Bike vs condo

24 04 2010

Condos aren’t very bike friendly.

Many have rules requiring bikes to be stored in a common bike area. Usually these aren’t much more than a stand in a storage room. Bikes of all description and pedigree are crowded in there, handlebar by seat stay, leaning this way and that. The security of the bikes is only as good as the security of the building in general, and the honesty of your neighbours. And there’s no room to clean or work on your bike.

When we were shopping for our first condo, the storage and access to our bikes were major considerations.

Between Katie and I, we have four bikes; we each have a road bike, I have a mountain bike and Katie also has a foldy. The road bikes are our pride and joy. Their security was paramount.

Our first tour of our building proved the bike lock-up woefully inadequate. But our storage locker was generously large; it could easily hold the mountain bike and foldy.

A thorough read of the strata bylaws revealed nothing that would prevent us from keeping the road bikes in our actual apartment; the rules said we couldn’t keep bikes in common areas like hallways and balconies, but they only stated we should keep them in the common storage.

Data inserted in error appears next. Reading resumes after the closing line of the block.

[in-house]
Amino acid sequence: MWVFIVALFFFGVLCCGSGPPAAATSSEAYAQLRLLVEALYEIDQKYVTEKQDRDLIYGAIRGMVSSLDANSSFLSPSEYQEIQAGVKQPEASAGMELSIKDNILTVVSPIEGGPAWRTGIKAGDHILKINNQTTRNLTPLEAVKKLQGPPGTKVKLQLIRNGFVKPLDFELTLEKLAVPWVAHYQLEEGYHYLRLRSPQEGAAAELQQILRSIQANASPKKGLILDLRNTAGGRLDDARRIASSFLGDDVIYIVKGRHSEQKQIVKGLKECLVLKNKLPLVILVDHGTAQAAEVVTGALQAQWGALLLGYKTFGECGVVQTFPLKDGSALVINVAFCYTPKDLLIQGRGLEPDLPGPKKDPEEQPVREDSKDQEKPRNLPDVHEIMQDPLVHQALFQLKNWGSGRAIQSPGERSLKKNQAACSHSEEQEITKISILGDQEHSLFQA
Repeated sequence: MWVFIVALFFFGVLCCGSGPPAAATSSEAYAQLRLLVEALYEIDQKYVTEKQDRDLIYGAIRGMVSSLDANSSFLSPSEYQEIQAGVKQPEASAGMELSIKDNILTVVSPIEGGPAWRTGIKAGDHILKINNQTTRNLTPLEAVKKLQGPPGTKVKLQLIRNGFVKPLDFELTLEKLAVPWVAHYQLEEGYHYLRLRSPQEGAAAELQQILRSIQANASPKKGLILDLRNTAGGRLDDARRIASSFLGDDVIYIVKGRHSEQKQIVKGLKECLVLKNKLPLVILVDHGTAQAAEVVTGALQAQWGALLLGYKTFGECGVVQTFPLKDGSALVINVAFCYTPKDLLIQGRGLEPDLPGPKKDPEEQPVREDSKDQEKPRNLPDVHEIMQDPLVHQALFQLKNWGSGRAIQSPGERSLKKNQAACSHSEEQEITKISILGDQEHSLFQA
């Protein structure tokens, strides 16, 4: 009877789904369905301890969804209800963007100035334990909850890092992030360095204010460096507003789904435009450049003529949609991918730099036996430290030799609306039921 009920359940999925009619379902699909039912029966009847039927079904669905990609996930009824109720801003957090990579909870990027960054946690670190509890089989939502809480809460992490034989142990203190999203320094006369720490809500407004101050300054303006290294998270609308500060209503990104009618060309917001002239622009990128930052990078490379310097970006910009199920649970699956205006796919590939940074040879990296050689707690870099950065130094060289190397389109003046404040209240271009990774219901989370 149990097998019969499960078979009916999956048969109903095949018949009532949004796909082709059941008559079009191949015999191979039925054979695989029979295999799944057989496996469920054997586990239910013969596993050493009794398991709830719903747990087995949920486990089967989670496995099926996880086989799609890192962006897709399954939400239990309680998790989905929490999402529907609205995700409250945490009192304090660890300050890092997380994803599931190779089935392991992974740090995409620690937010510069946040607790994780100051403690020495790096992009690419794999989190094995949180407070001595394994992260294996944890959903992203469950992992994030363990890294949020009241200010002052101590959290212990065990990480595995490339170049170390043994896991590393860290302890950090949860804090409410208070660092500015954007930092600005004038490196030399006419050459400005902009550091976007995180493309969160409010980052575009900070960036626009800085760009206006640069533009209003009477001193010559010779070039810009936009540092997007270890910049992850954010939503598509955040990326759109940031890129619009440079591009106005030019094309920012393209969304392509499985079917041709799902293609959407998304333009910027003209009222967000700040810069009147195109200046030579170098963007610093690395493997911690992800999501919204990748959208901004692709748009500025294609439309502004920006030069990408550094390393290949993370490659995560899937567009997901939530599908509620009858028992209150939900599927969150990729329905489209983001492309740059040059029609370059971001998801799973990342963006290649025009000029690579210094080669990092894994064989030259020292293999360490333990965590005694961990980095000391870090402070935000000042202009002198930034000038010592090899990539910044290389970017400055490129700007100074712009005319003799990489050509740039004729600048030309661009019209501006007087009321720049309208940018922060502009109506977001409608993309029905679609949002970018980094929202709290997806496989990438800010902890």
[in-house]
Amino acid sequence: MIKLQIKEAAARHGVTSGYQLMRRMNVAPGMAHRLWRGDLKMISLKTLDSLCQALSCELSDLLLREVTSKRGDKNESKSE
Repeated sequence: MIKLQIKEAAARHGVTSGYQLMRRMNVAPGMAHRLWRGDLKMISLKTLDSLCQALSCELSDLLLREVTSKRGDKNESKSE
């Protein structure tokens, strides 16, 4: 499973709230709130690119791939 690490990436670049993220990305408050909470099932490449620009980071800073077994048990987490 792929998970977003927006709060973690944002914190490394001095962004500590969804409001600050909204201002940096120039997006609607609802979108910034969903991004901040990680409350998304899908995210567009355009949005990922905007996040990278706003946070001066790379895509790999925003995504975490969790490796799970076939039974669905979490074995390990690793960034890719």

So we made our offer, which was accepted, and immediately after moving in, we converted the second bedroom into our bike room/office.

So far it’s worked out pretty well. I’m always careful to carry my bike out of the building, so nobody can complain about dirty tread marks (although dirty dog paw prints seem quite acceptable), and when it’s time to clean or work on the bikes, I set up my stand on the balcony, in the sunshine, and have at it.

That’s not to say there haven’t been adjustments. Drive & rides have become a major exercise in planning; when I lived in a walk-up and parked my car on the street, I could just roll my bike out, load it up and be off, but here, I have to first take my car out of the underground, find someplace along the street to park, then come back upstairs to retrieve the bike so I can hoist it onto the roof rack. And when I come home, I have to remember to do just the opposite. Otherwise the consequences can be ugly, and expensive.

Drive and rides can get a bit complicated when you live in a condo and park your car in the underground.

Ideally, more developers would consider bike facilities in their buildings like at the Pacific Cannery Lofts in San Francisco. Not only is it a great amenity for cycling residents, it’s also a great place to meet and hang out with your cycling neighbours, and it encourages green living.

Hmmmm, maybe it’s time to infiltrate our own condo board…



One response

27 04 2010
robert Freeman

I hate to say this, but you know Tai Chi imbues the practitioner with an inner harmony that is cheap, graceful and you don’t get all hot and sticky in the bargain. It also allows one to guzzle Coca-colas like there’s no tomorrow, although the resultant pot-belly does make Tai Chi movement Number 75 ‘Creeping Low Like A Snake’ somewhat problematic.
But the Zen of anything is where you find it, so good luck with your fundraising, may you never slip a gear or encounter inclement weather.

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